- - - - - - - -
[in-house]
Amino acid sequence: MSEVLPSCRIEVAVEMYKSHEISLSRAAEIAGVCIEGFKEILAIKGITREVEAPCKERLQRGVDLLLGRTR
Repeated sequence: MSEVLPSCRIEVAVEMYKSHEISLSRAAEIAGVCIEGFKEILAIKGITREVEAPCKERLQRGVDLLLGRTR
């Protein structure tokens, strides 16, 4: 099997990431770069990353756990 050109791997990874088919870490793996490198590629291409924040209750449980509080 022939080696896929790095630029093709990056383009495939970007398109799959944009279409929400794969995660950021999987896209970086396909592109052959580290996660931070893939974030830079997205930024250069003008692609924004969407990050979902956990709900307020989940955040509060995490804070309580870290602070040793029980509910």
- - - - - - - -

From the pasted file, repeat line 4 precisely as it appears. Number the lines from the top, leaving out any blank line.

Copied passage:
């Protein structure tokens, strides 16, 4: 099997990431770069990353756990 050109791997990874088919870490793996490198590629291409924040209750449980509080 022939080696896929790095630029093709990056383009495939970007398109799959944009279409929400794969995660950021999987896209970086396909592109052959580290996660931070893939974030830079997205930024250069003008692609924004969407990050979902956990709900307020989940955040509060995490804070309580870290602070040793029980509910």